Tillmon, Johnnie (10 Apr. 1926-22 Nov. 1995), welfare rights leader and community activist, was born Johnnie Lee Percy in Scott, Arkansas, the eldest child of John Percy, a sharecropper, and Gussie Danforth, a field hand. When Johnnie was five years old, her mother died during childbirth, and her father remarried a family friend who helped raise her and her two younger brothers. Like many black families in the pre-civil rights South, hers was poor. They moved to several towns in rural Arkansas as her father pursued more profitable sharecropping arrangements. At the age of seven, she began picking cotton to earn extra money.
In 1944 Johnnie Percy moved to live with her aunt in Little Rock, Arkansas. She initially attended high school and supported herself by working summers and evenings at several jobs, including a World War II-era defense plant. Once the war ended, Percy left school for a day job in laundry services, one of the few reliable peacetime occupations accessible to poor black women. While in the coming decades many southern blacks would join the civil rights movement, Percy's first organizing experience occurred at her laundry job when she led coworkers in demanding a raise.
Percy left her aunt's home and married James Tillmon in 1948. The marriage produced three children and lasted only until 1952. After divorcing, Johnnie Tillmon had two more children, relying on her cousin and a neighborhood friend to babysit while she worked. In 1960 Tillmon's father passed away, and she relocated to Los Angeles, California, where one of her brothers already lived. At the time she was pregnant with her sixth child.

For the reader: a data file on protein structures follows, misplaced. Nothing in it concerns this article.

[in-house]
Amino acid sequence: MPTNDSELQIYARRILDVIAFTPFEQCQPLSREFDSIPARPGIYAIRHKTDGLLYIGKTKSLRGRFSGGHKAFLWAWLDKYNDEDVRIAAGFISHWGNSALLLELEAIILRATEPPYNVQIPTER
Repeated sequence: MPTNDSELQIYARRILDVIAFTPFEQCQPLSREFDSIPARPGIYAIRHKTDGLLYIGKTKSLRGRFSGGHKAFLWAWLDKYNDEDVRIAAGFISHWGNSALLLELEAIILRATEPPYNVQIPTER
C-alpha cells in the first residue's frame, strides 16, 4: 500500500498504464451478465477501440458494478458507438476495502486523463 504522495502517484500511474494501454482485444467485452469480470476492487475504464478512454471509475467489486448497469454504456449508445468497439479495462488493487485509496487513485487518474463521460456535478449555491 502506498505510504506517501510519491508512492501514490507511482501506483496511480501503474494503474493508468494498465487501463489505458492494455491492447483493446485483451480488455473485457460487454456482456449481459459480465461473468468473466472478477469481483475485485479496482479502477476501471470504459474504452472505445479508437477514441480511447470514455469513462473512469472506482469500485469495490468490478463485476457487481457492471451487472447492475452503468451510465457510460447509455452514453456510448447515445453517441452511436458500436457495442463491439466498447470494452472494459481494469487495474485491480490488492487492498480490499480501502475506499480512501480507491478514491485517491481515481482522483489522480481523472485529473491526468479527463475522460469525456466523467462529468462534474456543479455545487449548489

Despite being pregnant, Tillmon started another laundry job less than a week after arriving in Los Angeles. This new job was both unionized and higher paying than those she held in Arkansas. Resuming her role as an advocate, she became the shop steward for the union local at her laundry plant. Outside of work she joined the Nickerson Gardens Planning Organization (NGPA), a community association in the housing project where she and her children moved in 1962, located in the predominantly black Watts neighborhood. Additionally, she worked on campaigns for local politicians, including Augustus Hawkins, California's first black member of Congress.
A turning point that initiated Tillmon's rise as a national advocate for poor women occurred in 1963. In January she developed acute tonsillitis and began missing work. The president and secretary of NGPA discovered Tillmon's illness and instructed her to enroll in Aid to Needy Children (ANC), California's welfare program for poor single mothers. Tillmon protested at first but complied when it was revealed that her oldest daughter had been skipping school while she worked. Enrolling in the ANC program would allow her to remain at home and more closely supervise her children.